SA Police fire stun grenades at students as Wits clashes continue

JOHANNESBURG, Oct 28 (Reuters) – South African police fired stun grenades and arrested one student in clashes at Johannesburg’s University of the Witwatersrand on Wednesday, as country-wide protests for free tertiary education entered a third week.

Studies and examinations have been disrupted at several universities and many remain closed even after President Jacob Zuma on Friday gave in to the protesting student’s demands not to increase university fees next year.

Protesters run as they are dispersed by police officers during a protest over planned increases in tuition fees outside the Union building in Pretoria, October 23, 2015. South African police fired stun grenades and used water cannon to douse fires lit by students protesting on the grounds of the buildings where President Jacob Zuma has his offices, a Reuters witness said. REUTERS/Siphiwe Sibeko
Protesters run as they are dispersed by police officers during a protest over planned increases in tuition fees outside the Union building in Pretoria, October 23, 2015. South African police fired stun grenades and used water cannon to douse fires lit by students protesting on the grounds of the buildings where President Jacob Zuma has his offices, a Reuters witness said. REUTERS/Siphiwe Sibeko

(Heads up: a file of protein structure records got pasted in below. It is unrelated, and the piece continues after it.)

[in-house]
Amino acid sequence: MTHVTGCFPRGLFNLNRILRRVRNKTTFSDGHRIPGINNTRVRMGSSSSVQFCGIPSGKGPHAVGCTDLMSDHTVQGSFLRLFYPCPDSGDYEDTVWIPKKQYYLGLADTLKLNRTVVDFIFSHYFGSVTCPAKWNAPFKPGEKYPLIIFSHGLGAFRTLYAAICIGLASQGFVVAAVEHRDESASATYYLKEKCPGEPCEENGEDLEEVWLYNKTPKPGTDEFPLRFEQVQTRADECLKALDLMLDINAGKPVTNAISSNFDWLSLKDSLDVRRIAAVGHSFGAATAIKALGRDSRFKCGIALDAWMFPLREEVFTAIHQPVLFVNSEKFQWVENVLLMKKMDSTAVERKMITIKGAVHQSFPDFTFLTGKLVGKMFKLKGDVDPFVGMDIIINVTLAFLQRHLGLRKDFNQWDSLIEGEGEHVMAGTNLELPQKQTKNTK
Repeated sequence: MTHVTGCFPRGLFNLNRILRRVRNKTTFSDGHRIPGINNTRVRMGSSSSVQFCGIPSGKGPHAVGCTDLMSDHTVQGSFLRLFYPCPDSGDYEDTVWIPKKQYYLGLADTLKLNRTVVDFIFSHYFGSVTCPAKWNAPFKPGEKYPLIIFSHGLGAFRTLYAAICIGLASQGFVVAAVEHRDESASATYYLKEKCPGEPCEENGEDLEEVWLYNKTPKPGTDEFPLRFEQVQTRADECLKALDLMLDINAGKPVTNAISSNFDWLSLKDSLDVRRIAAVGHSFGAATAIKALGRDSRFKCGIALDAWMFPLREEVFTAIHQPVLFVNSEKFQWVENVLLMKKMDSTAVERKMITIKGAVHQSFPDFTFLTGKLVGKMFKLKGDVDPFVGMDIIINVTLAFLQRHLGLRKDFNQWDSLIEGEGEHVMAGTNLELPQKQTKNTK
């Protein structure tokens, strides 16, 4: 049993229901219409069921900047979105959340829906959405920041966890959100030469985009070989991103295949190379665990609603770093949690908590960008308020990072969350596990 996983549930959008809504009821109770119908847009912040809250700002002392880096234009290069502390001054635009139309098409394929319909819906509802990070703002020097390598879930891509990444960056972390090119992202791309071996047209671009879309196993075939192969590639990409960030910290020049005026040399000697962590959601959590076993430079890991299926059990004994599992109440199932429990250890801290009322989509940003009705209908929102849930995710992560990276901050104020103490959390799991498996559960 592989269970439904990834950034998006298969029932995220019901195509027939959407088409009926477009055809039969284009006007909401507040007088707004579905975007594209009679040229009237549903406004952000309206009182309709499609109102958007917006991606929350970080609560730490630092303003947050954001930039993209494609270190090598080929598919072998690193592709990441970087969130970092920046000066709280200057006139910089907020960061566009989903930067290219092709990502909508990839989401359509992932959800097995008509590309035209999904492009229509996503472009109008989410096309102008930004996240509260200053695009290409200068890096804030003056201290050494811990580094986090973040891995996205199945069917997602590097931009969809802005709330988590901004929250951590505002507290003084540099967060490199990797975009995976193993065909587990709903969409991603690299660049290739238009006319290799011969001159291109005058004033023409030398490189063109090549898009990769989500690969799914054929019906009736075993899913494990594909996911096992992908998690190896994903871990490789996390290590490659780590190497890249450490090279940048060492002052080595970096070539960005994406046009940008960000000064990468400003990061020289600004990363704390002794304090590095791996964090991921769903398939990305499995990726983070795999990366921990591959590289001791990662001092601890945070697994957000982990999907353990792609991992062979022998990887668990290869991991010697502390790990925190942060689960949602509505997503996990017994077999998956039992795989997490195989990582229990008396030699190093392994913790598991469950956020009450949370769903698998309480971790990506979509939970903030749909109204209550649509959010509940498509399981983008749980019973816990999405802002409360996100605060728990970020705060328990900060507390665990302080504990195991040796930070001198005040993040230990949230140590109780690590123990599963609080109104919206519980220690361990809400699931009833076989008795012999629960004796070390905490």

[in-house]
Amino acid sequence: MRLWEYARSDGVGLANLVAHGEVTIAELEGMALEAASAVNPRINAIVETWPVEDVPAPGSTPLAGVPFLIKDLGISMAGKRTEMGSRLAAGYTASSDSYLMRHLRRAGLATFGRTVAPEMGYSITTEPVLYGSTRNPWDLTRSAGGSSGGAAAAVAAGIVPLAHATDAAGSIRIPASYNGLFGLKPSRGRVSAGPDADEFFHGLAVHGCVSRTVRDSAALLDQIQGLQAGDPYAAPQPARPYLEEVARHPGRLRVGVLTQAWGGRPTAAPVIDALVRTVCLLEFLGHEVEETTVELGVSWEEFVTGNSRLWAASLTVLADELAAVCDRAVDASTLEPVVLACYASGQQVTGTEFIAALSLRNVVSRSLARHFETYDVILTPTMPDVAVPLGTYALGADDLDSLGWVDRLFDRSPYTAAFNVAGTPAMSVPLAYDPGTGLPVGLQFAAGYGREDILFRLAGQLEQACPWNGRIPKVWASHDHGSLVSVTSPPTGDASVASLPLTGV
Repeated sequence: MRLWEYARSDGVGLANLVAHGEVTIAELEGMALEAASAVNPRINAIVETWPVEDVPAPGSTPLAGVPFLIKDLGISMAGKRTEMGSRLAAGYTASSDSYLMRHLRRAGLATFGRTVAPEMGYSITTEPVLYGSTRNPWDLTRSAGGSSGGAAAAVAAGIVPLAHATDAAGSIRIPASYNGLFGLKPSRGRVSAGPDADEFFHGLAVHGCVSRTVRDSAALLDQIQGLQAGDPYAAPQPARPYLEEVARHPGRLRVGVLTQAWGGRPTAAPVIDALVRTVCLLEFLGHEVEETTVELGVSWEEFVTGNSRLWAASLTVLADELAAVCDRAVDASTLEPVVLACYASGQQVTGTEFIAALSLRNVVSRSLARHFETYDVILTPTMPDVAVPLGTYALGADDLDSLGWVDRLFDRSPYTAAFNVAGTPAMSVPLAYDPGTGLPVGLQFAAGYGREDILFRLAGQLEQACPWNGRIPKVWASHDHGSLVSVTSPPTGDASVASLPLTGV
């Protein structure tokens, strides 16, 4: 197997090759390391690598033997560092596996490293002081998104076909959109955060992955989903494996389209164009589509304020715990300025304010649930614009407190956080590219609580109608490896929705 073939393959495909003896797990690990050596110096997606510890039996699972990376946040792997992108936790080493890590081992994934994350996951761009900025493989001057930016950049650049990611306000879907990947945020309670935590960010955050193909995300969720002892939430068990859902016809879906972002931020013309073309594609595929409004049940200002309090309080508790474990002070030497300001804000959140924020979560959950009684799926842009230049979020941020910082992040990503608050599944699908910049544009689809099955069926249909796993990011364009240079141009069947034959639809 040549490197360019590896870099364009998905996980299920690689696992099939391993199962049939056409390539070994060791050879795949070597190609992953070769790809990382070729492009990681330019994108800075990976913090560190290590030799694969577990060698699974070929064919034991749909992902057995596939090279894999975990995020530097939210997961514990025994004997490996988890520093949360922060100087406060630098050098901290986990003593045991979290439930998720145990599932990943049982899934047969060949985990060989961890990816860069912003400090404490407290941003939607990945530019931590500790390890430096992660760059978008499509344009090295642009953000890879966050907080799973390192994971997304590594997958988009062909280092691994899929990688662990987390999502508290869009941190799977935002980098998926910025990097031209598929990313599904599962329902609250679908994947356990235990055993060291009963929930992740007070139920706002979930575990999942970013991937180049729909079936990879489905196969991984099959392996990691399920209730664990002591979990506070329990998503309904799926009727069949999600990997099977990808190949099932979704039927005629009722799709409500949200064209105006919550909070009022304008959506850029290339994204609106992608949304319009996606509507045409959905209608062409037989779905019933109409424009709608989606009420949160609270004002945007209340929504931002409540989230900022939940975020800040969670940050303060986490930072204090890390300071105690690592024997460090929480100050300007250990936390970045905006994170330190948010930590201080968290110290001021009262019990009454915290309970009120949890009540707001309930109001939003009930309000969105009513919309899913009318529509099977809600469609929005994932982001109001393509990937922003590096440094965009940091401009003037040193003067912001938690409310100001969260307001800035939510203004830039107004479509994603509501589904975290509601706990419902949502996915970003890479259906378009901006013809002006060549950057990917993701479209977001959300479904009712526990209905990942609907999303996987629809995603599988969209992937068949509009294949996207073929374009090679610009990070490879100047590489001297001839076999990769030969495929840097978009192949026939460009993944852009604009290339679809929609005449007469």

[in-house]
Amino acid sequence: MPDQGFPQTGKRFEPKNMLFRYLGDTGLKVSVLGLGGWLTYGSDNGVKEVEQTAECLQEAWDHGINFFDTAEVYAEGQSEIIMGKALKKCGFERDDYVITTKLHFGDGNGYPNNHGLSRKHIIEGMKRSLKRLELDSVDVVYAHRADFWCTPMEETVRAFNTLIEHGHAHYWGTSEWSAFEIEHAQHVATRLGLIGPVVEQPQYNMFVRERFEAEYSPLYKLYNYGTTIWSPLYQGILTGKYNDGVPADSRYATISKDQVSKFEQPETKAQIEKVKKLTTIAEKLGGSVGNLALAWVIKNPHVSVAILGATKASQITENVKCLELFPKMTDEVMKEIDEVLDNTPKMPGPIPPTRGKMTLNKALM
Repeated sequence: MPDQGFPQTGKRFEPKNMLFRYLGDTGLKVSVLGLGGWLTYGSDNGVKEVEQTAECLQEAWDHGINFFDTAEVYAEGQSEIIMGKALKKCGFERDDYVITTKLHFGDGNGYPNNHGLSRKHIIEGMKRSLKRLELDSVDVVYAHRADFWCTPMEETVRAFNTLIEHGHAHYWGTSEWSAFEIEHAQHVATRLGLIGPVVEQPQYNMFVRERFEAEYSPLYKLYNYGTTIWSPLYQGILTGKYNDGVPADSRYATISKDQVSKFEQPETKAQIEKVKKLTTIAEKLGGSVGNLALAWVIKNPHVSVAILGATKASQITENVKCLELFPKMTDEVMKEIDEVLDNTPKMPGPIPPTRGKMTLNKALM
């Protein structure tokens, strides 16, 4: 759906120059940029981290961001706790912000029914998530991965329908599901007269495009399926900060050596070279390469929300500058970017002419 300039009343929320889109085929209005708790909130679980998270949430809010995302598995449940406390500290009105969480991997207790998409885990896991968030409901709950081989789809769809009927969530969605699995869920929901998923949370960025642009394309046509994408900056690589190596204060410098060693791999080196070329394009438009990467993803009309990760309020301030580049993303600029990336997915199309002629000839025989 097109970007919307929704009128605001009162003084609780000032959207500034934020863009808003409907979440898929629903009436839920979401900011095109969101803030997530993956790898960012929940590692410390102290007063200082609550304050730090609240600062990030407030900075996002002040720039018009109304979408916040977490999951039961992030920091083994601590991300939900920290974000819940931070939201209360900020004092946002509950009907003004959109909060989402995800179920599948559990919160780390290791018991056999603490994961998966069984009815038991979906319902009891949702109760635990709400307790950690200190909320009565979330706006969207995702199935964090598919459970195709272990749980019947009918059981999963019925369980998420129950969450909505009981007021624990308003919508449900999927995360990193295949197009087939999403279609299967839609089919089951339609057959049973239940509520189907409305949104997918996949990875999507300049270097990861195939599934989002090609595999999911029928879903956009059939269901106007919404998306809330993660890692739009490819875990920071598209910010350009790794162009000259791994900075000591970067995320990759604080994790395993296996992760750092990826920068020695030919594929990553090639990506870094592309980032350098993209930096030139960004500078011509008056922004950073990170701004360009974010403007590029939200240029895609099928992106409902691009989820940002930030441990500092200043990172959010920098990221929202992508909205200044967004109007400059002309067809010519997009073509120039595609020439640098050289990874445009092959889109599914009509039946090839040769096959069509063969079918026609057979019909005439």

Protests against tuition increases started at the university, known as “Wits”, on Oct. 13 and spread to other campuses nationwide.

Some students at Wits are demanding free higher education, as well improved conditions for contracted university workers.

“Most of the students have returned to the academic programme. We have about 30 students or so who have been marching around campus since this morning,” Wits University spokeswoman Shirona Patel said.

Patel said police had been allowed onto the campus to restrain the protesters. Some are suspected to have torched a bookshop overnight, local media reported.

The demonstrations over the cost of university education – prohibitive for many blacks – have highlighted frustration at the inequalities that persist two decades after the end of white-minority rule.

The campaign appeared to reach a climax on Friday, when police fired rubber bullets and tear gas at stone-throwing students on the grounds of the Union Buildings, the seat of government in Pretoria.

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